I am delighted to report that the button_to helper has been added to the Ruby on Rails web-development framework. David applied the patch earlier today, and so button_to will be in the much-anticipated Rails 1.0 release.
David’s change-log entry summarizes the patch well:
Added button_to as a form-based solution to deal with harmful actions that should be hidden behind POSTs. This makes it just as easy as link_to to create a safe trigger for actions like destroy, although it’s limited by being a block element, the fixed look, and a no-no inside other forms.
David does a good job of highlighting the helper’s limitations. I’ll take this opportunity to elaborate on each.
It is a block element
The button_to helper creates a small form, which in HTML is considered block content, just like the p, div, and blockquote elements are. Basically, block content cannot be mixed into runs of text. But links can: links are inline content. Thus button_to cannot be used as a drop-in replacement for every occurrence of link_to that might be unsafe; it works only for those occurrences within block-accepting contexts.
Luckily for us, when designers use links to trigger unsafe actions, they rarely slip such links into the middle of ordinary looking text. Naughty uses of link_to almost always occur within contexts that accept block content. In Rails-generated scaffolding code, for instance, the unsafe uses of link_to occur within table cells, and table cells have a flow content model, which accepts both inline and block content. So button_to works great for the default cases in Rails.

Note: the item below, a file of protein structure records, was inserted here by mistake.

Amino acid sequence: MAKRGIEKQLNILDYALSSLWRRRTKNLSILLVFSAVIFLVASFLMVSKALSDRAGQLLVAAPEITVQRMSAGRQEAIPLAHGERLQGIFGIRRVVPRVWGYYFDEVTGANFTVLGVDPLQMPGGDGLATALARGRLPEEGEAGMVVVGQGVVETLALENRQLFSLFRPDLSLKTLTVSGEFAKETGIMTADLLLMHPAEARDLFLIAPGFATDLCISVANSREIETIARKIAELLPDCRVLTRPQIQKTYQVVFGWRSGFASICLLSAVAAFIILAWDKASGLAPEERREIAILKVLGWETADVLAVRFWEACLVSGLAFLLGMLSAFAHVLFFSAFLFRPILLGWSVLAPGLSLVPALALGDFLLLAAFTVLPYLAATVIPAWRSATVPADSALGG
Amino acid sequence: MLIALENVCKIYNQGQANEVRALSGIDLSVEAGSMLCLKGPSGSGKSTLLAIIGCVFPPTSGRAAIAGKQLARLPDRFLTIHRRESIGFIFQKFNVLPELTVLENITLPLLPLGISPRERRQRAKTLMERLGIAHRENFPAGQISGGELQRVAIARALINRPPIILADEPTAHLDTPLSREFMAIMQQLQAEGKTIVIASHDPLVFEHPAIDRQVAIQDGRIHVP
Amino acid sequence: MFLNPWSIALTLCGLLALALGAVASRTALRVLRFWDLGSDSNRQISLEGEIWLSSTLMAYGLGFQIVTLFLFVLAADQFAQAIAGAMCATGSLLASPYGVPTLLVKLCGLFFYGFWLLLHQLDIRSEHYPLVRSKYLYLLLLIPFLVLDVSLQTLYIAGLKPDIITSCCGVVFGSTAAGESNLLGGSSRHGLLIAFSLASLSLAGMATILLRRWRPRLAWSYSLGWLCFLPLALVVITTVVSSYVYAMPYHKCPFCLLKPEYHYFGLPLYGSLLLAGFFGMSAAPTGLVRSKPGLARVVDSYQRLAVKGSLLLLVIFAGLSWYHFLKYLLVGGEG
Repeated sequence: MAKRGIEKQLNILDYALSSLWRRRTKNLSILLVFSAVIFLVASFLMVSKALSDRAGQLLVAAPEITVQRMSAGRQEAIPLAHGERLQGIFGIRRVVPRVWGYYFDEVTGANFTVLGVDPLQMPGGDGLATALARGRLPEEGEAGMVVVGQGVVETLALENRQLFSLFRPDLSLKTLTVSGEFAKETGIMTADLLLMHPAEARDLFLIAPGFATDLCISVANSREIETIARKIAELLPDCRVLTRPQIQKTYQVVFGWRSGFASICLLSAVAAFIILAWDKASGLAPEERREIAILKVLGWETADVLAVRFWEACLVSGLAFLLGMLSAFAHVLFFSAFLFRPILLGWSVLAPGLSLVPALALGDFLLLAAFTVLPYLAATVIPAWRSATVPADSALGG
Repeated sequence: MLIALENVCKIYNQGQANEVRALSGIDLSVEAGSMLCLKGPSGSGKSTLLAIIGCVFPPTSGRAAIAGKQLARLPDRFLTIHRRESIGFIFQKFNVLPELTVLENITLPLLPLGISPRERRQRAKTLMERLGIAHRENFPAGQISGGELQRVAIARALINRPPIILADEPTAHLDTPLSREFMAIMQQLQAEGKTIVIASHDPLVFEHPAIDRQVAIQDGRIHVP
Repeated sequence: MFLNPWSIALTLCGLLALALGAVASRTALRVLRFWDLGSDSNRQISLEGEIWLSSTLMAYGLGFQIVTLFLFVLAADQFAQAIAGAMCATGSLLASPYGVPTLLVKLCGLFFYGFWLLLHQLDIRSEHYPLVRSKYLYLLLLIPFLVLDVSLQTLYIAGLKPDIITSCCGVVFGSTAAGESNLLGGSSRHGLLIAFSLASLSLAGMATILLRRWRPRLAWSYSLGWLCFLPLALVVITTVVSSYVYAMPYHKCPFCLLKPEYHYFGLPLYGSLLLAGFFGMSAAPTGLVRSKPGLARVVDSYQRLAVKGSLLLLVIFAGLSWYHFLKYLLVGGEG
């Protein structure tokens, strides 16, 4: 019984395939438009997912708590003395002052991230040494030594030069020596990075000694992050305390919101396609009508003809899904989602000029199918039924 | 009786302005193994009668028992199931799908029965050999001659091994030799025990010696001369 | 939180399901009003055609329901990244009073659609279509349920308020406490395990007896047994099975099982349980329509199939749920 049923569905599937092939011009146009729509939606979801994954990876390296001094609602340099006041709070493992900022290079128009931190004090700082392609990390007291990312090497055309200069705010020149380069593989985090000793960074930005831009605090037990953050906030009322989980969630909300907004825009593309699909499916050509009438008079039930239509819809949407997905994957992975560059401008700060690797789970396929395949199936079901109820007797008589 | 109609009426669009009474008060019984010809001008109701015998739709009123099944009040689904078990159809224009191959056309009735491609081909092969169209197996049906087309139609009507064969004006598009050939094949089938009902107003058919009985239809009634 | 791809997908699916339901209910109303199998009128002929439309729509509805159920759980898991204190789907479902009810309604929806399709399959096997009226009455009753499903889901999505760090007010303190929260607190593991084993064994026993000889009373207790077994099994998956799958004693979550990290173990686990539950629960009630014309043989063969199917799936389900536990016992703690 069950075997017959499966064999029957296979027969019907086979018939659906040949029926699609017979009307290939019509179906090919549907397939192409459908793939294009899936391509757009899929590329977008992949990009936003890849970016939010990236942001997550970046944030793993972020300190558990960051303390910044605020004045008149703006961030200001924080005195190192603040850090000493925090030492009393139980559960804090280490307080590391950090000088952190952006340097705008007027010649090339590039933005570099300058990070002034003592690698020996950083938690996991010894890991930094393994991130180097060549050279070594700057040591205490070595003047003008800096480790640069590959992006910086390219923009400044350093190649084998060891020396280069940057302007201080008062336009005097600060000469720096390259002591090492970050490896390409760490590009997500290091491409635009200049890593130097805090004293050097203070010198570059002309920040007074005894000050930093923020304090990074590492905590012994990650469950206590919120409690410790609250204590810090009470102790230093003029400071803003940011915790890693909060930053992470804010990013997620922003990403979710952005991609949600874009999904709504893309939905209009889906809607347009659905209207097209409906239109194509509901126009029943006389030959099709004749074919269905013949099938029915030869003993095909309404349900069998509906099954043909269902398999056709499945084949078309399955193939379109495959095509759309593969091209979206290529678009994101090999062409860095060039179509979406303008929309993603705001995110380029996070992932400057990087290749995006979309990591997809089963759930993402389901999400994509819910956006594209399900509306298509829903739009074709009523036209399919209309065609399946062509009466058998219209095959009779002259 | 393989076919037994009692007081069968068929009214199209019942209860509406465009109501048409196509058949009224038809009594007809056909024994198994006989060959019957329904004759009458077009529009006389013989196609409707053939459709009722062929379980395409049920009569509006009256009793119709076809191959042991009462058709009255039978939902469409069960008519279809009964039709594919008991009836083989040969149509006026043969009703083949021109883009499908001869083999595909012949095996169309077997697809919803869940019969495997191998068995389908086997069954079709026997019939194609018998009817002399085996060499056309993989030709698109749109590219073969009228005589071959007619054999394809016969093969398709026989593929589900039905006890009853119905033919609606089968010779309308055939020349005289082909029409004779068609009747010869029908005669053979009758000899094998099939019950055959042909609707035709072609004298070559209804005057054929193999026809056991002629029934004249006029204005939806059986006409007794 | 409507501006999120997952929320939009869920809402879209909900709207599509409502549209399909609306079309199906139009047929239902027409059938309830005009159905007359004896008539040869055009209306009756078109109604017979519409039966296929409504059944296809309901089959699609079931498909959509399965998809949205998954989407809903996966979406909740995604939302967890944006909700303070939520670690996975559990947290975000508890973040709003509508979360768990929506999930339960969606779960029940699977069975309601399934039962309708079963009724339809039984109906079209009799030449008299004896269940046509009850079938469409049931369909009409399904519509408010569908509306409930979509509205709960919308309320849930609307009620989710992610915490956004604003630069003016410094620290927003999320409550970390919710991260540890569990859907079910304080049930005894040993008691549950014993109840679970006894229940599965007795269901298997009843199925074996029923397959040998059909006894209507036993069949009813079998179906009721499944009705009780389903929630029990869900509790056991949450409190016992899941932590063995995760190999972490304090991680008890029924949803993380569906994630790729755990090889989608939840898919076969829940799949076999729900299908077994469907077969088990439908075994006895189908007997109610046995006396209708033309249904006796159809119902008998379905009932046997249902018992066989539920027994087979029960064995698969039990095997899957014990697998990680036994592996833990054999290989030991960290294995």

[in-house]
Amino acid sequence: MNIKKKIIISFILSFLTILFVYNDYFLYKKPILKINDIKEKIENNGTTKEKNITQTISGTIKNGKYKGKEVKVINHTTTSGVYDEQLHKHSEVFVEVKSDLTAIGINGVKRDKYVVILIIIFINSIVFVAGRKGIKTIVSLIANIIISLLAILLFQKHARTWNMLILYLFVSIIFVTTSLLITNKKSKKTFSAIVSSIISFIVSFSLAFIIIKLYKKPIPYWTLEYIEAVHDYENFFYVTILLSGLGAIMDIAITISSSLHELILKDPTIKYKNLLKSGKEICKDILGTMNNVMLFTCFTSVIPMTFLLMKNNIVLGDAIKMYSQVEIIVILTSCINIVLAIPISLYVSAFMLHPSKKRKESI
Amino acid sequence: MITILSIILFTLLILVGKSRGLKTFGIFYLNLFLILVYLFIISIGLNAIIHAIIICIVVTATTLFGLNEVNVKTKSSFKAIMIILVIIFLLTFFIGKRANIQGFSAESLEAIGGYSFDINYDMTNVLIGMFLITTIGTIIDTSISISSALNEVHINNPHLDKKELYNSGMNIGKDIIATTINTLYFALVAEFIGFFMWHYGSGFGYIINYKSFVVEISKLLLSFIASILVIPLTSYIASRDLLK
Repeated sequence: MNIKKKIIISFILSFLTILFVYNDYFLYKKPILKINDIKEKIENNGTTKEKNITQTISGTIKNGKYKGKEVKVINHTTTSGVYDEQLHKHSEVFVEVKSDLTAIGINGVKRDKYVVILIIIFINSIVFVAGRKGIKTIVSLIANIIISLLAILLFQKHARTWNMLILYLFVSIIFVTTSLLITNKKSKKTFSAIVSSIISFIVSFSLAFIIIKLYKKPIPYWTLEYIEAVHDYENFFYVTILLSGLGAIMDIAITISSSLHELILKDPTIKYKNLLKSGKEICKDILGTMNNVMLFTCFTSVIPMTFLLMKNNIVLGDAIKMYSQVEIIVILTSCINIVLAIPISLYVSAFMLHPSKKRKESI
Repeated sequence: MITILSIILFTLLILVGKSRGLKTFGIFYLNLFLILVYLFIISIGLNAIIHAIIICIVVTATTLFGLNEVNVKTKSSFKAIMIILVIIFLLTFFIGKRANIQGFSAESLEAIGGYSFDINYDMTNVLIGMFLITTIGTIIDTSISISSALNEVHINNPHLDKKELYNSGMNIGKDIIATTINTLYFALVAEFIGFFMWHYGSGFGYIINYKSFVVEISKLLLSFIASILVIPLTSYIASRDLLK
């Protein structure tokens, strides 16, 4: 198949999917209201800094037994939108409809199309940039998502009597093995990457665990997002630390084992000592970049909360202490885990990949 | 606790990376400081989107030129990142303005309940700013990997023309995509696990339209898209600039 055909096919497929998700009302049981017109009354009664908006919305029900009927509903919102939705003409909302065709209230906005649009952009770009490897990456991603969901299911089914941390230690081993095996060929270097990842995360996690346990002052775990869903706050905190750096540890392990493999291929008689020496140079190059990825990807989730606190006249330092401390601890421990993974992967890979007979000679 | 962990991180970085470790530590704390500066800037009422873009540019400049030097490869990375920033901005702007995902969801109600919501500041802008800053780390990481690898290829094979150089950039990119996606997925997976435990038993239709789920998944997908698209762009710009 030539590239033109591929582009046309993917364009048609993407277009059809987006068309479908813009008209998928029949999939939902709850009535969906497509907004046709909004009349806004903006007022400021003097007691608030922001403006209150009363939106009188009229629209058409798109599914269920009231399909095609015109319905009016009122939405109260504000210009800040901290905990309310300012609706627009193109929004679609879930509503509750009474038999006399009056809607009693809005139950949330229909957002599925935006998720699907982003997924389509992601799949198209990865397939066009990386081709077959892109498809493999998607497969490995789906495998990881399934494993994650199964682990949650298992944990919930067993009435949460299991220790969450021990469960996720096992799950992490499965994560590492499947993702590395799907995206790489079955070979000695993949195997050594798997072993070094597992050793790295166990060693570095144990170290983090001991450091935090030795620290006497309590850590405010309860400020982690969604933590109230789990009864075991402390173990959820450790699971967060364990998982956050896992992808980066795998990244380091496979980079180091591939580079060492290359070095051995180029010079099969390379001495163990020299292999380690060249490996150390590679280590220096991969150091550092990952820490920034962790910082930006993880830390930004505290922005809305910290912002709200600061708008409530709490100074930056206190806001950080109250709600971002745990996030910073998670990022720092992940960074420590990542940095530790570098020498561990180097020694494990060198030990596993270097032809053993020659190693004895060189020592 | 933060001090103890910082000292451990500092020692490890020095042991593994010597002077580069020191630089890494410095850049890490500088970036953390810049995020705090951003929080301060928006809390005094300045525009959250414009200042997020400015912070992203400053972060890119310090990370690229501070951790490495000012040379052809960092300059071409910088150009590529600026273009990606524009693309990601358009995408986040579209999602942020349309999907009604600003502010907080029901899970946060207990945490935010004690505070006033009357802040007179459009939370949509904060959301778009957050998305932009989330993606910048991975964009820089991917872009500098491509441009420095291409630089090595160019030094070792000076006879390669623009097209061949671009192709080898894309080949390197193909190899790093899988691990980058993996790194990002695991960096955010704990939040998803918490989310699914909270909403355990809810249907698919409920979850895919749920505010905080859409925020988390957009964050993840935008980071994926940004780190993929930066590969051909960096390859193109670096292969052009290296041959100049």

It has a fixed look
As its name implies, button_to creates buttons. Buttons don’t look like links and aren’t styled the same way that links are. For some design scenarios, this might be a problem.
(My view is that links should not be used to trigger unsafe actions. In the same way that action-triggering GET requests violate the spirit of the HTTP standards, action-triggering hypertext links violate the spirit of the HTML standards. For this reason, I view this limitation as a feature.)
It is a no-no inside other forms
Forms cannot be nested, and so button_to cannot be used inside of forms.
Fortunately, this limitation usually doesn’t matter because when we are inside of a form, we can use its buttons instead of button_to-created buttons to trigger actions. Still, there are some circumstances where it does matter, such as the “Amazon.com wish list” scenario. In this scenario, we should consider other options.
The bottom line: Pick the low-hanging fruit
While button_to has its limitations, it does provide a simple solution to the unsafe-GET problem for most real-world cases. I am glad that it is now a part of Rails, and I offer a big thank-you to David for accepting the patch.